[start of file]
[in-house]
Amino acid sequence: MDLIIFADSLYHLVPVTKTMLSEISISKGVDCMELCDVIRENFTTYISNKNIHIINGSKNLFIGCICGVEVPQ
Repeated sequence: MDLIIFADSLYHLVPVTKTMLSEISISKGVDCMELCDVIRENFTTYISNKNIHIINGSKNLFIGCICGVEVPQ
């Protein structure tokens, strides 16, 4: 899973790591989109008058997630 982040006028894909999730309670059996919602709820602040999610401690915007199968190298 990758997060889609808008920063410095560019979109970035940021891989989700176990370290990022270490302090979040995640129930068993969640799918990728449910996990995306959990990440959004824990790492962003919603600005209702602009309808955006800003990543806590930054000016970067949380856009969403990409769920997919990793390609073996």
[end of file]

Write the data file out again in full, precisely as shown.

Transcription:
[in-house]
Amino acid sequence: MDLIIFADSLYHLVPVTKTMLSEISISKGVDCMELCDVIRENFTTYISNKNIHIINGSKNLFIGCICGVEVPQ
Repeated sequence: MDLIIFADSLYHLVPVTKTMLSEISISKGVDCMELCDVIRENFTTYISNKNIHIINGSKNLFIGCICGVEVPQ
């Protein structure tokens, strides 16, 4: 899973790591989109008058997630 982040006028894909999730309670059996919602709820602040999610401690915007199968190298 990758997060889609808008920063410095560019979109970035940021891989989700176990370290990022270490302090979040995640129930068993969640799918990728449910996990995306959990990440959004824990790492962003919603600005209702602009309808955006800003990543806590930054000016970067949380856009969403990409769920997919990793390609073996």